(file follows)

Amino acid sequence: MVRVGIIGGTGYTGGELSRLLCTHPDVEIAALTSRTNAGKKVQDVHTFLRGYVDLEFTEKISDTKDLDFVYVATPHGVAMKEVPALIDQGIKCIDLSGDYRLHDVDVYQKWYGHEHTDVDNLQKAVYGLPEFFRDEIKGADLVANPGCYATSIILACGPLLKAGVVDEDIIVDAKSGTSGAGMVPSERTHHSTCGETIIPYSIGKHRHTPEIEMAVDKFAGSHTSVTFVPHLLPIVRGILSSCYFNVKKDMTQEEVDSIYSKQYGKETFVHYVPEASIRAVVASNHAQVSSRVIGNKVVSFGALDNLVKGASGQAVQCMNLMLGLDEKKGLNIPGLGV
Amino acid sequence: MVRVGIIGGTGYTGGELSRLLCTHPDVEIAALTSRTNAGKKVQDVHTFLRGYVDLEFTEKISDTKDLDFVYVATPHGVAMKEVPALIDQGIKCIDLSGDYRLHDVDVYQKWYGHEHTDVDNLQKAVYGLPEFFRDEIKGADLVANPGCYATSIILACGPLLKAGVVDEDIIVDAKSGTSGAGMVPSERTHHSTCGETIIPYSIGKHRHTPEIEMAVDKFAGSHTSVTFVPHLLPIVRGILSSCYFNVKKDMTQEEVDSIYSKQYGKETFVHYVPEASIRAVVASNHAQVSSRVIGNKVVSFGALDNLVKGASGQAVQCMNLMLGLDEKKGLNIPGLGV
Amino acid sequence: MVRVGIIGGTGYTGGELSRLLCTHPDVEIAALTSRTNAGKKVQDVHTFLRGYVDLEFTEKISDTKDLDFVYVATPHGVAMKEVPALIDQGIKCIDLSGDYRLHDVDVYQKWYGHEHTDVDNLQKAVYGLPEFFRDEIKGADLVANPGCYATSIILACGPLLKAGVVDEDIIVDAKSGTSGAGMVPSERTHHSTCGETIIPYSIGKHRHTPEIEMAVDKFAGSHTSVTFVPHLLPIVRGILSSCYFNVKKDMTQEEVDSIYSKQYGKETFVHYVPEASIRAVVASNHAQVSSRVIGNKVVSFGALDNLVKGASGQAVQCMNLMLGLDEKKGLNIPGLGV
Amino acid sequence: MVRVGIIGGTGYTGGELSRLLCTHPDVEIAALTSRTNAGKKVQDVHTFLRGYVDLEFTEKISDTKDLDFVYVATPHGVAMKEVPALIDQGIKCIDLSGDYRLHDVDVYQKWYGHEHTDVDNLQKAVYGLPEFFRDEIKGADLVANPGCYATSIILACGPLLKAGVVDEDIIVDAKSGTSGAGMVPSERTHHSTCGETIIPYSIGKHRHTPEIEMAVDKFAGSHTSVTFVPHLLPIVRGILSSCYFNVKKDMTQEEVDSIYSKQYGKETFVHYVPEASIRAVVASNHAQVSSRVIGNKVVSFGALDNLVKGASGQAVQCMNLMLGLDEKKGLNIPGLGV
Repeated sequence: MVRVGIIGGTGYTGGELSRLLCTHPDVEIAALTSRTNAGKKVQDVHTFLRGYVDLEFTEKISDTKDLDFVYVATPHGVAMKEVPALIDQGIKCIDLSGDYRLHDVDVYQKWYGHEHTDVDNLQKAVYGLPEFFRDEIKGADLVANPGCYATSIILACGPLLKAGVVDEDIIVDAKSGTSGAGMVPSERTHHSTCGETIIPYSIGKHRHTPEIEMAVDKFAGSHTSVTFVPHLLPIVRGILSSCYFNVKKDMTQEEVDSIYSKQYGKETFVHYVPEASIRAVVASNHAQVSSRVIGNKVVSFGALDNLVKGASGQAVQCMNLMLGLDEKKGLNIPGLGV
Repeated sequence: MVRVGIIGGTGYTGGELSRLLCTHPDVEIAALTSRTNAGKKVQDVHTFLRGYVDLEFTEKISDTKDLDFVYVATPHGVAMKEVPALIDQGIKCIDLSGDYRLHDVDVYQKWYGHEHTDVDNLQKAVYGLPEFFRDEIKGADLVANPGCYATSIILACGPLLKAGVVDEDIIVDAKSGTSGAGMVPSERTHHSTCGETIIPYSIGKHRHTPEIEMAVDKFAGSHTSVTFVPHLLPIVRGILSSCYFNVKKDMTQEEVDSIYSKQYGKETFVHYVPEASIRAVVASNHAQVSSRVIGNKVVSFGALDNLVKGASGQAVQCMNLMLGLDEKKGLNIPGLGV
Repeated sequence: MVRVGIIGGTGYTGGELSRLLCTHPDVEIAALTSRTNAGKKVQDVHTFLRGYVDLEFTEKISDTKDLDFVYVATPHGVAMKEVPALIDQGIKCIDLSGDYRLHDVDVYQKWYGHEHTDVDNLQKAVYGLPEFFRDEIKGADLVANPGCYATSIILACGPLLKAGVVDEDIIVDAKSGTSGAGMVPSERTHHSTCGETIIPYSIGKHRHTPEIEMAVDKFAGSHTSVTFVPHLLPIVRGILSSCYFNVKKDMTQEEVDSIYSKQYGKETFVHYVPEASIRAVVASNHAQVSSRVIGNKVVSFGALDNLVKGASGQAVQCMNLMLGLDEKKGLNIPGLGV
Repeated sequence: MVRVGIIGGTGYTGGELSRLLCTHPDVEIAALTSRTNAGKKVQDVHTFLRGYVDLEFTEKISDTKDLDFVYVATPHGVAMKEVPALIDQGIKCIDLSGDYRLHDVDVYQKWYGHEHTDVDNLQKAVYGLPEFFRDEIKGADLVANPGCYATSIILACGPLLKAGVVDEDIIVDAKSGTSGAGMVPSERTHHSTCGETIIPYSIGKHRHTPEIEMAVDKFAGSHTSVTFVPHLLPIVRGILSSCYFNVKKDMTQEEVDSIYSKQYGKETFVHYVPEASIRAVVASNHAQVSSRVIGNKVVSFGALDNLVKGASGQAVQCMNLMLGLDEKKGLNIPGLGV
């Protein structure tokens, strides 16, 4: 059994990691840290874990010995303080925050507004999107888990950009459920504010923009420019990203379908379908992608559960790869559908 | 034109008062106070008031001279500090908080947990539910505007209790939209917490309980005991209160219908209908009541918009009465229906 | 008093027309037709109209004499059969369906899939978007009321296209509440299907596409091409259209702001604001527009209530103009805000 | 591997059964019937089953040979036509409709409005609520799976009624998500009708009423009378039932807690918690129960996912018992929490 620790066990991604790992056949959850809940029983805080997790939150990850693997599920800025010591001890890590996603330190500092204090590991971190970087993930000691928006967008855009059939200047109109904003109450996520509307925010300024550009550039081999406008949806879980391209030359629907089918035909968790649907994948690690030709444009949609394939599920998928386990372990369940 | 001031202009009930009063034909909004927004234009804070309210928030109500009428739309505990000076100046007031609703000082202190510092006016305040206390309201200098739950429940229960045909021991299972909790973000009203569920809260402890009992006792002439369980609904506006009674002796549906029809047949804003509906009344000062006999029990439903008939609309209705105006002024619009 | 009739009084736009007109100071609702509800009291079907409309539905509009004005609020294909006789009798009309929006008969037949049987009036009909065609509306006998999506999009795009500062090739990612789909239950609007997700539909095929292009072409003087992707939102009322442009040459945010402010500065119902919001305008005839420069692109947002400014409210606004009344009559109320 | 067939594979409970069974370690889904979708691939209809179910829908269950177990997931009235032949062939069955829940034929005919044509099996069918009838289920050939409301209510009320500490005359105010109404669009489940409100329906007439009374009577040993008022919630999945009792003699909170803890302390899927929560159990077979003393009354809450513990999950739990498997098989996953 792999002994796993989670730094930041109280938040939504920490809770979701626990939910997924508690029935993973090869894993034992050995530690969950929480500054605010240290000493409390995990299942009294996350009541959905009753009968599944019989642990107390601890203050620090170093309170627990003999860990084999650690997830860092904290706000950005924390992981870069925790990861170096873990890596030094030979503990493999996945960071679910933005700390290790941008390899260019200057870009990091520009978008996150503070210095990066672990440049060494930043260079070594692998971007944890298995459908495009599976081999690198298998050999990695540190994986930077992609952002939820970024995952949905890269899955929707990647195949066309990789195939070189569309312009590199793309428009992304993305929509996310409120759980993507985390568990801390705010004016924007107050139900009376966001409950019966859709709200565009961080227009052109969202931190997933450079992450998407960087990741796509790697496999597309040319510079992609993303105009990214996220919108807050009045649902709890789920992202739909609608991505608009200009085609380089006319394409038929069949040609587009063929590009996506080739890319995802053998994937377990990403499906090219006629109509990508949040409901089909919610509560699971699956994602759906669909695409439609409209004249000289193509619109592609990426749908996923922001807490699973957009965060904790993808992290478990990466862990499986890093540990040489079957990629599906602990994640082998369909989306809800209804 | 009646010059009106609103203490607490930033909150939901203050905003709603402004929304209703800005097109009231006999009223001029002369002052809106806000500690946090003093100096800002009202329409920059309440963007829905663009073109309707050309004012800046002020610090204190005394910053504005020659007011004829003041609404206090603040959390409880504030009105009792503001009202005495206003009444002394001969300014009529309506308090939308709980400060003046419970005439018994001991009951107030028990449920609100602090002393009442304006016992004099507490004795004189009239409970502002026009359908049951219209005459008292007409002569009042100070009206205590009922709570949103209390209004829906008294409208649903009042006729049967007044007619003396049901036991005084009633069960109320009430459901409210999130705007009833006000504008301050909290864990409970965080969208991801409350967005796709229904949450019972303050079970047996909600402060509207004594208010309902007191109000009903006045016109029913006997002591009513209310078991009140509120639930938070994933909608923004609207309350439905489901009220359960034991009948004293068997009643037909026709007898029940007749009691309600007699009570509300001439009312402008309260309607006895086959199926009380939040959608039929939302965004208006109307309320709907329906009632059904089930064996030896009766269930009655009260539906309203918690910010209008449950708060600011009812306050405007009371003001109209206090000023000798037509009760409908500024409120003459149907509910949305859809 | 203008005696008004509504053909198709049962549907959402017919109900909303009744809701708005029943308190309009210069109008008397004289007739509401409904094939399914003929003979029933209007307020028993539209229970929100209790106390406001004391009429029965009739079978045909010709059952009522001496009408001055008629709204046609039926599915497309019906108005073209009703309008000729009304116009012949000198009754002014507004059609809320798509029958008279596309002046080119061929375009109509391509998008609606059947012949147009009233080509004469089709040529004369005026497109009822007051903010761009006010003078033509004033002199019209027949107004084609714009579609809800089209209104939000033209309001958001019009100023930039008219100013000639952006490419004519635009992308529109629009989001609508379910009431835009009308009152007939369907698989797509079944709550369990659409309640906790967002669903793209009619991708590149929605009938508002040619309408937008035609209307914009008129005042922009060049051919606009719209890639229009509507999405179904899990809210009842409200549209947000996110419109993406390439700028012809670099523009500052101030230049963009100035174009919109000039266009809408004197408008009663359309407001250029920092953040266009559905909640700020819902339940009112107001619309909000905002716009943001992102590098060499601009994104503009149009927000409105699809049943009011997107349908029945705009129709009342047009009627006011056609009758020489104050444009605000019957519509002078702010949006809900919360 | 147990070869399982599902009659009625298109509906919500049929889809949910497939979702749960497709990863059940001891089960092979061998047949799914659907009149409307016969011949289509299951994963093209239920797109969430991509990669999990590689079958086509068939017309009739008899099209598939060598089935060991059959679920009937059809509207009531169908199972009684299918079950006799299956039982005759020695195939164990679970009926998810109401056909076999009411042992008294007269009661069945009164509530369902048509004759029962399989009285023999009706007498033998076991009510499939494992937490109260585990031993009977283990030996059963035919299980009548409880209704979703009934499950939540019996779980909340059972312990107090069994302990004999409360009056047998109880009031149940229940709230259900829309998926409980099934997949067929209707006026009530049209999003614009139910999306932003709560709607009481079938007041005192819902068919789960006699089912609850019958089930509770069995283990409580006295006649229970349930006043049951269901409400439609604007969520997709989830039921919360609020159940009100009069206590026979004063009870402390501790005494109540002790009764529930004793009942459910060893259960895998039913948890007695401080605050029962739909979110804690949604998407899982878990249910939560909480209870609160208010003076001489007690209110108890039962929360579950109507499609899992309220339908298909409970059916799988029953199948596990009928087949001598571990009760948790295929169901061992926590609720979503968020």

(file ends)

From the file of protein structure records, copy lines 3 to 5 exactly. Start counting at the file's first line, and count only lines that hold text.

Amino acid sequence: MVRVGIIGGTGYTGGELSRLLCTHPDVEIAALTSRTNAGKKVQDVHTFLRGYVDLEFTEKISDTKDLDFVYVATPHGVAMKEVPALIDQGIKCIDLSGDYRLHDVDVYQKWYGHEHTDVDNLQKAVYGLPEFFRDEIKGADLVANPGCYATSIILACGPLLKAGVVDEDIIVDAKSGTSGAGMVPSERTHHSTCGETIIPYSIGKHRHTPEIEMAVDKFAGSHTSVTFVPHLLPIVRGILSSCYFNVKKDMTQEEVDSIYSKQYGKETFVHYVPEASIRAVVASNHAQVSSRVIGNKVVSFGALDNLVKGASGQAVQCMNLMLGLDEKKGLNIPGLGV
Amino acid sequence: MVRVGIIGGTGYTGGELSRLLCTHPDVEIAALTSRTNAGKKVQDVHTFLRGYVDLEFTEKISDTKDLDFVYVATPHGVAMKEVPALIDQGIKCIDLSGDYRLHDVDVYQKWYGHEHTDVDNLQKAVYGLPEFFRDEIKGADLVANPGCYATSIILACGPLLKAGVVDEDIIVDAKSGTSGAGMVPSERTHHSTCGETIIPYSIGKHRHTPEIEMAVDKFAGSHTSVTFVPHLLPIVRGILSSCYFNVKKDMTQEEVDSIYSKQYGKETFVHYVPEASIRAVVASNHAQVSSRVIGNKVVSFGALDNLVKGASGQAVQCMNLMLGLDEKKGLNIPGLGV
Repeated sequence: MVRVGIIGGTGYTGGELSRLLCTHPDVEIAALTSRTNAGKKVQDVHTFLRGYVDLEFTEKISDTKDLDFVYVATPHGVAMKEVPALIDQGIKCIDLSGDYRLHDVDVYQKWYGHEHTDVDNLQKAVYGLPEFFRDEIKGADLVANPGCYATSIILACGPLLKAGVVDEDIIVDAKSGTSGAGMVPSERTHHSTCGETIIPYSIGKHRHTPEIEMAVDKFAGSHTSVTFVPHLLPIVRGILSSCYFNVKKDMTQEEVDSIYSKQYGKETFVHYVPEASIRAVVASNHAQVSSRVIGNKVVSFGALDNLVKGASGQAVQCMNLMLGLDEKKGLNIPGLGV